The revolt against the public sector pay cap is growing.
Workplace meetings and demonstrations herald the start of a new push in the fight for pay. Union leaders are talking about strikes.
PCS union general secretary Mark Serwotka spoke to a meeting of over 100 people in Birmingham on Wednesday of last week.
“There’s the potential to bring three million workers out on strike over pay,” he said. “We have to put the pressure on in our workplaces and our communities.”
The PCS is set to launch a consultative ballot of its members to ask if they’re willing to strike over pay. But its members aren’t waiting to organise.
Pete works for the Department for Work and Pensions in Birmingham. He said, “We collected names of people interested in helping and we are planning to hold meetings to look at the workplaces that need support.”
Another PCS member in Manchester said, “We have taken inspiration from the CWU union’s campaign of gate meetings and photos of the postal workers voting so we’re calling a lunchtime protest.”
Last Saturday 100 people protested in Lowestoft to demand the pay cap be scrapped. Kevin Wingfield from Lowestoft Coalition against the Cuts said, “Speakers got a loud cheer when they emphasised the need to build resistance and a campaign to defeat May.”
A real mood to fight is beginning to develop. Workers are furious at year-on-year pay cuts. A recent study showed that median NHS pay has fallen by almost £2,000 over the last seven years.
Strikes have the power not just to improve wages and conditions but also pile political pressure on the Tories.
Shadow chancellor John McDonnell spoke to a meeting in Camden last week. “The opportunity is now, while people are angry about the pay cap,” he said. “It could be one of the factors that breaks the government.”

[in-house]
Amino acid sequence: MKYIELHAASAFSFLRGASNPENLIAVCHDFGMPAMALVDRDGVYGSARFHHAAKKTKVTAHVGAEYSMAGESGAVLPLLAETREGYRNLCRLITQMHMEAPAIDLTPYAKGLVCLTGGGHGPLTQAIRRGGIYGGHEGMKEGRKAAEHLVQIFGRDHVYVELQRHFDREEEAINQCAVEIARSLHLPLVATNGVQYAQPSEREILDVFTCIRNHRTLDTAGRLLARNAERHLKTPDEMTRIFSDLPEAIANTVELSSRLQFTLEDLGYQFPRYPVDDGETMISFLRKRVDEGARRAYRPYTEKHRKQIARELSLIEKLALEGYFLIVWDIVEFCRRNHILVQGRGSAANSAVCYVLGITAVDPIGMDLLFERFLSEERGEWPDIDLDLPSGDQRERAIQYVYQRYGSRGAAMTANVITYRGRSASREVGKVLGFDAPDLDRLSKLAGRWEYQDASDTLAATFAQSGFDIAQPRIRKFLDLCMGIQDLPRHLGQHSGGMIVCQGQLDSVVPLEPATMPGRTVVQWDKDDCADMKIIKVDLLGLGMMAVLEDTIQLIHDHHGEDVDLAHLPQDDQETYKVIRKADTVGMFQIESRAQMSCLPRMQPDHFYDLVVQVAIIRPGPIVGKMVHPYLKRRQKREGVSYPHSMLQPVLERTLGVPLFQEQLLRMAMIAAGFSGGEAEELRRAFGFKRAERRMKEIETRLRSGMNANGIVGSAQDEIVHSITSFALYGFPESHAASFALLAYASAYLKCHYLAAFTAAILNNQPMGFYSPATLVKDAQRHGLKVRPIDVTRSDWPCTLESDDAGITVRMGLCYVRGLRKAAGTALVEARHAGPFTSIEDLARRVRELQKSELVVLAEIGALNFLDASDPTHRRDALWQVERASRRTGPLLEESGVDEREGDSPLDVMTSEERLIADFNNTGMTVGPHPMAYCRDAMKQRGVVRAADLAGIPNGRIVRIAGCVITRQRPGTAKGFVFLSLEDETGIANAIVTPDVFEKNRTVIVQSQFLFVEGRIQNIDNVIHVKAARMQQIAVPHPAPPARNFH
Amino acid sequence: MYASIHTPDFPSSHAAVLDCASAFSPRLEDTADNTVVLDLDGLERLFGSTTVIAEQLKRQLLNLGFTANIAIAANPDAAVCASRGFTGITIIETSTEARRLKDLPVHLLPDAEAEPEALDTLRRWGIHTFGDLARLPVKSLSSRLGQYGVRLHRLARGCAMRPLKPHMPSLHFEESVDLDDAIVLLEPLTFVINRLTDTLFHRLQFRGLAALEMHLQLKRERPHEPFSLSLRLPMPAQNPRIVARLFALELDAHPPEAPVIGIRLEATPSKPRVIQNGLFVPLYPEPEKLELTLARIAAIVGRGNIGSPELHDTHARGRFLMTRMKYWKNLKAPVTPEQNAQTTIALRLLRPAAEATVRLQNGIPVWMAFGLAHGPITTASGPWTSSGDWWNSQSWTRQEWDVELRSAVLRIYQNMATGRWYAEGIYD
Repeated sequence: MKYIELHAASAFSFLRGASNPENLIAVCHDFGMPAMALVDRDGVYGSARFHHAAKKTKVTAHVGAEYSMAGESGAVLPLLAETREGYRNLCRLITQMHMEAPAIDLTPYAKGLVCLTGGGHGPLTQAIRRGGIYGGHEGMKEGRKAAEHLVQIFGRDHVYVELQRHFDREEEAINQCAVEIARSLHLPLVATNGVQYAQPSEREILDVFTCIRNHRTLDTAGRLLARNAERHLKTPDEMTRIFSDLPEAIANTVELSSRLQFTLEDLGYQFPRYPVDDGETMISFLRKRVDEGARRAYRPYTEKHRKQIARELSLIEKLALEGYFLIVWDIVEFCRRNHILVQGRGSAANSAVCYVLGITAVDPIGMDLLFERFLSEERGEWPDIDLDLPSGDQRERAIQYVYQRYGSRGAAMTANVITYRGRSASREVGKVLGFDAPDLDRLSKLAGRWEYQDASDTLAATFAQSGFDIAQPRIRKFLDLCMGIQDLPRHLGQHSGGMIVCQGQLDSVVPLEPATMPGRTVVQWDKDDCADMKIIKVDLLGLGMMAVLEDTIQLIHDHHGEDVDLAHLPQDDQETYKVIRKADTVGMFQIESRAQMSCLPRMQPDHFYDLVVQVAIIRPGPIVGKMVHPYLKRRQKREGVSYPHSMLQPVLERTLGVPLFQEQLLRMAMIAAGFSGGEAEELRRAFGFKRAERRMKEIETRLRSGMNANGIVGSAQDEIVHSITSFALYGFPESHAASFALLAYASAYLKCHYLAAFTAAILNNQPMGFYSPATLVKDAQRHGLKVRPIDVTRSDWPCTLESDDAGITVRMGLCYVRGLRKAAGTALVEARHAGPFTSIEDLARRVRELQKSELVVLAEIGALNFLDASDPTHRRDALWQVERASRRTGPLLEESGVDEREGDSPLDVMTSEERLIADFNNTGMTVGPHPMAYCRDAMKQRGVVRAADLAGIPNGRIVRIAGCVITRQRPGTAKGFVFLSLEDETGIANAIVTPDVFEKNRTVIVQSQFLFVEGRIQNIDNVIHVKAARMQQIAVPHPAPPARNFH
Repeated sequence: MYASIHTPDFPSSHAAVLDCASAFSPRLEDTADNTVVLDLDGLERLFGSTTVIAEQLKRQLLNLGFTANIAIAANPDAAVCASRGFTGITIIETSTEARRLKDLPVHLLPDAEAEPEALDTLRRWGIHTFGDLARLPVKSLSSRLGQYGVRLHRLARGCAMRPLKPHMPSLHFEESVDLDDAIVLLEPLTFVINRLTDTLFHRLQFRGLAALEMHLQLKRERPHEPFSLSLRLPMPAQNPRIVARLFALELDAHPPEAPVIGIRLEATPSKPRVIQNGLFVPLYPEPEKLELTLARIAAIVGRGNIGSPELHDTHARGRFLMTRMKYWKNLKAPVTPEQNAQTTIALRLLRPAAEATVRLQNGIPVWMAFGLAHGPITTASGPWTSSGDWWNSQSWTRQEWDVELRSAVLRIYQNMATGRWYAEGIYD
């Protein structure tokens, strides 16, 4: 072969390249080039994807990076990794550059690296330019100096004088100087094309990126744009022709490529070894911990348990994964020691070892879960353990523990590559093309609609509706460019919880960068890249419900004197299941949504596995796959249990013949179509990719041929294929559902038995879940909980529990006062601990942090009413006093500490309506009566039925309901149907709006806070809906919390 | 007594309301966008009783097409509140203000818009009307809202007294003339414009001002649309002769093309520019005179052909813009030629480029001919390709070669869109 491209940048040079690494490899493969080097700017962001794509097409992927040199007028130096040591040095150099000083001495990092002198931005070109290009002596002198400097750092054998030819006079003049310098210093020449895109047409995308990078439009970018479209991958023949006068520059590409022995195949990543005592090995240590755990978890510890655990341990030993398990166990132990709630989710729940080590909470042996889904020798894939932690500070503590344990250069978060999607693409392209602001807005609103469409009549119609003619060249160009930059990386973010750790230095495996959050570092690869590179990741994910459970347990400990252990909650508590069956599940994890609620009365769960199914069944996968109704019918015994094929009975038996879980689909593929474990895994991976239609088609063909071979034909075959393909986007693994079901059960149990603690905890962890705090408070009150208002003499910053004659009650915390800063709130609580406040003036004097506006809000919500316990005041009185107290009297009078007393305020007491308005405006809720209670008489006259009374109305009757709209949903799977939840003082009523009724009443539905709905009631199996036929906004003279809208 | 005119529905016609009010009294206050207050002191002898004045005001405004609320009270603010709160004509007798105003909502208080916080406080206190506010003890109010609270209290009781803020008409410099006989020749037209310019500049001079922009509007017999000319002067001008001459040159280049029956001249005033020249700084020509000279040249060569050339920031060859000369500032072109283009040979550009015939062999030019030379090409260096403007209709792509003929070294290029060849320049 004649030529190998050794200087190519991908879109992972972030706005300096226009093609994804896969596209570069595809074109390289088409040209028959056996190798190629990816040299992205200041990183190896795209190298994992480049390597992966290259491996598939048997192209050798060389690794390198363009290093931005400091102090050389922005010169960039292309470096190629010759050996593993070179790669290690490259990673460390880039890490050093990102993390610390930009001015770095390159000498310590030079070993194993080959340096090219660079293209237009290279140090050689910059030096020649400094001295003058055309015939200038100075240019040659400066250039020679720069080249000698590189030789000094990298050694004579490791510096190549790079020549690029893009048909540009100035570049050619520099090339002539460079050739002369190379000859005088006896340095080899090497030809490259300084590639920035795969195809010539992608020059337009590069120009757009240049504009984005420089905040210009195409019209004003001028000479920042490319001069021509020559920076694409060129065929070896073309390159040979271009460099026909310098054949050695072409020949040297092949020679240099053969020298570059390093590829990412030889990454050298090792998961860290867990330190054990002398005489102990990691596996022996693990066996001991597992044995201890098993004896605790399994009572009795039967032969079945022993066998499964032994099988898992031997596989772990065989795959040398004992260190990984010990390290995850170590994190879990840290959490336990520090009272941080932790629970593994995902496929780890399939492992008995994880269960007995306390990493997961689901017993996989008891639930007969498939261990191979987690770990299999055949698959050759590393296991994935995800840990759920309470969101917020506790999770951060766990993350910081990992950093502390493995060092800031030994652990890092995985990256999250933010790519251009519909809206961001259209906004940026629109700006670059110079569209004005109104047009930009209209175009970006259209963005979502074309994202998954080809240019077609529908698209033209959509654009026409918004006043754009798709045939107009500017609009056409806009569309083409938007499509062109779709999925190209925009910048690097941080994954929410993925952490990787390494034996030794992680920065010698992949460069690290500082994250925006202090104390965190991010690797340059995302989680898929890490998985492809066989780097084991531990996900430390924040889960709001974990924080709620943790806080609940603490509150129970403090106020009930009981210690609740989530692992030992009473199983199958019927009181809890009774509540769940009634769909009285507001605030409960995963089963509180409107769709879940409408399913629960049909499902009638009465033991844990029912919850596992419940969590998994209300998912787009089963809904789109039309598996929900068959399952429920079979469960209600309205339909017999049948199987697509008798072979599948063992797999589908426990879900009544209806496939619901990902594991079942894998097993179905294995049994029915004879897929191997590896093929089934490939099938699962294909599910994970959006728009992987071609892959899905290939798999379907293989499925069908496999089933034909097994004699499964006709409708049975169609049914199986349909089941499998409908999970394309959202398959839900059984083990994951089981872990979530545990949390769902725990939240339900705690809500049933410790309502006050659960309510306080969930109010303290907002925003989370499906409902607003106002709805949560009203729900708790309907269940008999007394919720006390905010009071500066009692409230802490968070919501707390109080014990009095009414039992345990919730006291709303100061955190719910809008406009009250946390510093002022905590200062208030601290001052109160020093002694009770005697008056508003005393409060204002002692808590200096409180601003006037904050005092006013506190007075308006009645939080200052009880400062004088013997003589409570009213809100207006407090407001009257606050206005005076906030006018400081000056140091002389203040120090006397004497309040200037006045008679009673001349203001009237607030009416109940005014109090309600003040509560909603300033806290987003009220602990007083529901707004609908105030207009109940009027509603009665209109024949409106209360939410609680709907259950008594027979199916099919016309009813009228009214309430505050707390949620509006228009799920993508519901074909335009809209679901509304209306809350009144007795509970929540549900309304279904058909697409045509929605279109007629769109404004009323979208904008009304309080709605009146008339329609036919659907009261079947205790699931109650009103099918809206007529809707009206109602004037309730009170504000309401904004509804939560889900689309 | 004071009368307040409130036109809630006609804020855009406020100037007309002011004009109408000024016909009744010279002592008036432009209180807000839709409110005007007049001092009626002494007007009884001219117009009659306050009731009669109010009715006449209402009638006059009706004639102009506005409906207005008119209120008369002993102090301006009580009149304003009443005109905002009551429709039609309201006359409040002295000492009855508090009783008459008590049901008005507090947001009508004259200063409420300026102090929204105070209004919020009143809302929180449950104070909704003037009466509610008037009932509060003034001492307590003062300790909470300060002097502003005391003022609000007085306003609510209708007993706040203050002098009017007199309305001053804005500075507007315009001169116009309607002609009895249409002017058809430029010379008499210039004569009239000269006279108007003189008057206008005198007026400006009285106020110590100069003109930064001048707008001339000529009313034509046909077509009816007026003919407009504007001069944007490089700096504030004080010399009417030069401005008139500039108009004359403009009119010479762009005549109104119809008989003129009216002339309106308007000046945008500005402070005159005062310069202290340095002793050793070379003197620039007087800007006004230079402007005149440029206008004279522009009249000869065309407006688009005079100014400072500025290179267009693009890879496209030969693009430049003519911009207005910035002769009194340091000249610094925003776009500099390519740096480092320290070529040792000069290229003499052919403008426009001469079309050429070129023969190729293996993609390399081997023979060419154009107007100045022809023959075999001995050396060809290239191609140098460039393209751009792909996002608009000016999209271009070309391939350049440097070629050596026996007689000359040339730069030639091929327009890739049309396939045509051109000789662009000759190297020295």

There are signs that across the public sector, workers are gearing up for a serious fight.
Firefighters in the FBU union have already rejected a 2 percent pay offer. The UCU union said a 1 percent offer from further education bosses last week “fails to address years of pay suppression”. The UCU Left, which Socialist Worker supports, said the offer was “ridiculous and out of touch”.
FE lecturers have suffered a 21 percent pay cut in real terms since 2009. A consultative ballot of UCU members in FE on pay strikes was set to end on Friday of this week.
Workers should treat the consultations as though they are real strike ballots—and vote yes to build support.
Unions have submitted pay claims in both health and local government. They should not wait until Tory chancellor Philip Hammond’s budget is announced on 22 November to begin campaigning to win them. That includes pushing for strikes.
Unions need to organise to scrap the pay cap—but they can’t stop there. We need above inflation pay increases for all public sector workers —not just the sectors the Tories feel inclined to fund.